Newly unearthed diaries dating back at least 80 years are providing a fresh perspective on the Holocaust for a Kalamazoo College faculty member while she hopes to challenge how the world views its refugees.
Lucinda Hinsdale Stone Assistant Professor of German Studies Kathryn Sederberg spent a month at the University of London in its Institute of Modern Languages Research. There, with the Miller Fellowship in Exile Studies, she sifted through thousands of passages from Jews who migrated away from Nazi territories in the 1930s and 40s.
“Being in the archives helps you think about the diary as a material object in a different way,” Sederberg said. “It meant something for people to have this physical book that they carried with them from Vienna to London, or from Berlin to London or New York. They were objects that tied them to home when they’d lost their home and lost family.”
Some of the diaries were written for the writers themselves, some were written with salutations that addressed future generations, and all can help readers better understand life in the moment of the Holocaust.
“People often think of diaries as being private documents,” Sederberg said. “But when we’re talking about Holocaust testimonies, I think people knew they were living through something historic, and often, they were writing for the future, whether it was for themselves to read later or for family members. I just came across a fascinating example of a man who writes to his future grandchildren. He just knew that this would be of interest to future generations. It’s also about preserving the memory and legacy of these individuals, not to romanticize them, but to see as whole persons who had you know, difficulties but also love stories, family drama, school drama, and all the things we identify with today.”
Apart from the individual lives of the writers, the diaries reflect a bigger picture of the Holocaust that goes beyond its most-addressed horrors.
“We usually think about Holocaust survivors as being survivors of the camps and ghettos and the Jews who survived in hiding,” Sederberg said. “These sources are written by the survivors of Nazi persecution. They survived and knew that they were surviving. But it’s also about loss and displacement, and it will help us understand more about diaspora and migration, what it meant to be a refugee, and how refugees understood themselves as refugees and as part of these different refugee communities.”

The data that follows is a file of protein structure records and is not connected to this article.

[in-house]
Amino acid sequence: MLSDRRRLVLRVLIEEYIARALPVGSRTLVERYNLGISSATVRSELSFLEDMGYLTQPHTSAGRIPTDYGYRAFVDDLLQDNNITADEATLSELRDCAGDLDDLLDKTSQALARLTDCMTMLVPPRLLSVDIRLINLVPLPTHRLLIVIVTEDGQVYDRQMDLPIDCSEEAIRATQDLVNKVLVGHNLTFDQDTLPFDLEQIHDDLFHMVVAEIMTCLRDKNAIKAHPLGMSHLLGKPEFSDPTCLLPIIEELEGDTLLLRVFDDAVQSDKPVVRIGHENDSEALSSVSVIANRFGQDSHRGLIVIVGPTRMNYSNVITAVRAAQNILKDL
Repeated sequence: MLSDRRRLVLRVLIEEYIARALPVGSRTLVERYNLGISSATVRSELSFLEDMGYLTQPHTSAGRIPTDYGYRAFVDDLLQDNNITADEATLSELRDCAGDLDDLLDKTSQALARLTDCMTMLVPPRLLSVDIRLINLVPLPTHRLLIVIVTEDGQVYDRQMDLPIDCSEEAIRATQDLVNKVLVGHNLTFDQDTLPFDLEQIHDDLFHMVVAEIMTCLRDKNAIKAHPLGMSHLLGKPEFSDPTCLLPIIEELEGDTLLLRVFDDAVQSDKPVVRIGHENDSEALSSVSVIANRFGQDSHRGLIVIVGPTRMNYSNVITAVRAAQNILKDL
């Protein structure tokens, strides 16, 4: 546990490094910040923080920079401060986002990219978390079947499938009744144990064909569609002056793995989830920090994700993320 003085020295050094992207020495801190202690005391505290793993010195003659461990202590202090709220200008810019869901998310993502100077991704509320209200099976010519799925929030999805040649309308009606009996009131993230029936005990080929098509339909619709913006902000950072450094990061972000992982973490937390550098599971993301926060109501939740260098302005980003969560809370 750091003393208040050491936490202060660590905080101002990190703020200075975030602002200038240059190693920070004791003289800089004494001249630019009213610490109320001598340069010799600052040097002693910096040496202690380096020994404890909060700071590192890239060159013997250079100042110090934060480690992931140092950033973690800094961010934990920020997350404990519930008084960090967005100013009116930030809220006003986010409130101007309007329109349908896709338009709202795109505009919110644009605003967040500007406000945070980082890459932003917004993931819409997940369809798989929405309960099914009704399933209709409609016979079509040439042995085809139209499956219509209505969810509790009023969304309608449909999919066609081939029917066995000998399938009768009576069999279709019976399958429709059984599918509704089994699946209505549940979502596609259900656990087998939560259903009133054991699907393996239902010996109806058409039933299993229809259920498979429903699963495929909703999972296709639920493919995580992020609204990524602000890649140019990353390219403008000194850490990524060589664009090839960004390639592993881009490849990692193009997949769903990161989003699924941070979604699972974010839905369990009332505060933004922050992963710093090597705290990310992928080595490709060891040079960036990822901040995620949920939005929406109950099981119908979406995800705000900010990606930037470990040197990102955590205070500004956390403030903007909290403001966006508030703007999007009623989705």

And yet the experience of reading such diaries offers layers of storytelling that textbooks and novels can’t communicate as the writers weren’t assured happy endings.
“When you’re reading diaries, there’s this tension because the writer doesn’t know how their life story is going to end,” Sederberg said. “A novelist or memoirist looks back on their life and is constructing a story. A diary writer doesn’t know if they’re going to survive. They don’t know how their story will end, and when you start reading it, there’s a similar kind of narrative tension to where you want to know what happens.”
Sederberg’s experience is leading to a sophomore seminar that will be offered this winter, Bearing Witness: Holocaust Literature and Testimony. She also expects the project will help her write a book. In the meantime, she has a couple of written articles in progress and will present this fall at the German Studies Association conference. However, she also hopes her project and others like hers will have significance for people beyond academia in addressing worldwide themes surrounding immigration and how refugees are understood or misunderstood.
“As we think about the American reaction to global issues and migration, I think it helps to hear these stories and think historically about what it has meant to be a refugee—to redefine these categories of who is granted asylum,” she said. “Americans didn’t understand who German refugees were. A lot of people didn’t understand that they were persecuted by the Nazis, and I think some of those similar misunderstandings continue when we think about who qualifies as a refugee or being granted asylum status. I think this helps us to better understand what kinds of situations people are fleeing.”